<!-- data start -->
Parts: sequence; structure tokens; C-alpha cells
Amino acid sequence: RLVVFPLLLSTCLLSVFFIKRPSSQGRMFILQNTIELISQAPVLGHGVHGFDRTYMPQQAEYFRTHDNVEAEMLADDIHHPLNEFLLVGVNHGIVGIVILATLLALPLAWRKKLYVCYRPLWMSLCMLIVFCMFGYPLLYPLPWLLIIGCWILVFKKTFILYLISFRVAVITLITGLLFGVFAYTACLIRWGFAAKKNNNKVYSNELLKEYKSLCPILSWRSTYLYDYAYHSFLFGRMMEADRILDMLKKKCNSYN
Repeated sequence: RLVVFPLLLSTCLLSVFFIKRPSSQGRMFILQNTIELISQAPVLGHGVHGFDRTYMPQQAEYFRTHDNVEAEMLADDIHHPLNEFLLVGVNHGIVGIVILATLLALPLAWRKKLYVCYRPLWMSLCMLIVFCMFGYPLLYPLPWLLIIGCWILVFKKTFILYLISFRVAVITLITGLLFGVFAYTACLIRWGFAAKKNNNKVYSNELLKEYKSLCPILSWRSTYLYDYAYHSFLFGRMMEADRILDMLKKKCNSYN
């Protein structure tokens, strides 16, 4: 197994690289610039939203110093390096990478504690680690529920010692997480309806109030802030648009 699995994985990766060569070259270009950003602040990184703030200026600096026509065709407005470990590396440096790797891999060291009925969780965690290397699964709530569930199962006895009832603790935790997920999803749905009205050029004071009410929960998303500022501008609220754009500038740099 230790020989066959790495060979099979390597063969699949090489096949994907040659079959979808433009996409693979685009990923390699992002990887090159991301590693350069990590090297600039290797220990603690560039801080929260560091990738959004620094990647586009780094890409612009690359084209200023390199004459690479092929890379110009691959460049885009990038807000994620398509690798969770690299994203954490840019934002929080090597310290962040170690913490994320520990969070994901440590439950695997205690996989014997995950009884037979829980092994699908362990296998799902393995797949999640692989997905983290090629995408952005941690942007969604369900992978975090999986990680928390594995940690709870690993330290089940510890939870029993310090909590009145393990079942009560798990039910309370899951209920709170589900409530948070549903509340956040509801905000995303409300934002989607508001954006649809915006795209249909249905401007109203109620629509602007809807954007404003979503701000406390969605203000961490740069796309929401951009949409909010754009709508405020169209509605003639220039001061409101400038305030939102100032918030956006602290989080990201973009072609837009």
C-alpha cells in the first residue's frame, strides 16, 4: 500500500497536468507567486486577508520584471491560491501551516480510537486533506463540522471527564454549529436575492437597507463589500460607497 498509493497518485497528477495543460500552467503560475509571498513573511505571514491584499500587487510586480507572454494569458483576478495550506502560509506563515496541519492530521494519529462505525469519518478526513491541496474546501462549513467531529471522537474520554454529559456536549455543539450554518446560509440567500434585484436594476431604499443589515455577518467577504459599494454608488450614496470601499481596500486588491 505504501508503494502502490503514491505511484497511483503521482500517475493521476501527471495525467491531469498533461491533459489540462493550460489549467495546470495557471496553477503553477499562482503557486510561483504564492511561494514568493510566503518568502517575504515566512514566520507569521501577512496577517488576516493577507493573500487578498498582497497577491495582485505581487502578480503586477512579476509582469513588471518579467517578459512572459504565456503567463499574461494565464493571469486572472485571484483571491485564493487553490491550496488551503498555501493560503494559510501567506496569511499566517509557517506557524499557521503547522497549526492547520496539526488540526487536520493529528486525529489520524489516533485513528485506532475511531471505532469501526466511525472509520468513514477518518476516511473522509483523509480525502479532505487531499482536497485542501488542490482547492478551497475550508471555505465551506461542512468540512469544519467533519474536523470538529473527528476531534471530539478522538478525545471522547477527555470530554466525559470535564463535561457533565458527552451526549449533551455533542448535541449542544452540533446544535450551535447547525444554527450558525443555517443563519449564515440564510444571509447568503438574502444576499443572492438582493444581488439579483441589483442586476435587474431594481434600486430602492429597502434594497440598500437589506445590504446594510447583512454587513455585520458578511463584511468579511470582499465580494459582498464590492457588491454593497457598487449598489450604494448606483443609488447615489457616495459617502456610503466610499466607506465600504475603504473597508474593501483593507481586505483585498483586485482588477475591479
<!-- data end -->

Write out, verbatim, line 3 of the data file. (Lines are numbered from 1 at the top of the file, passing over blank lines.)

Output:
Repeated sequence: RLVVFPLLLSTCLLSVFFIKRPSSQGRMFILQNTIELISQAPVLGHGVHGFDRTYMPQQAEYFRTHDNVEAEMLADDIHHPLNEFLLVGVNHGIVGIVILATLLALPLAWRKKLYVCYRPLWMSLCMLIVFCMFGYPLLYPLPWLLIIGCWILVFKKTFILYLISFRVAVITLITGLLFGVFAYTACLIRWGFAAKKNNNKVYSNELLKEYKSLCPILSWRSTYLYDYAYHSFLFGRMMEADRILDMLKKKCNSYN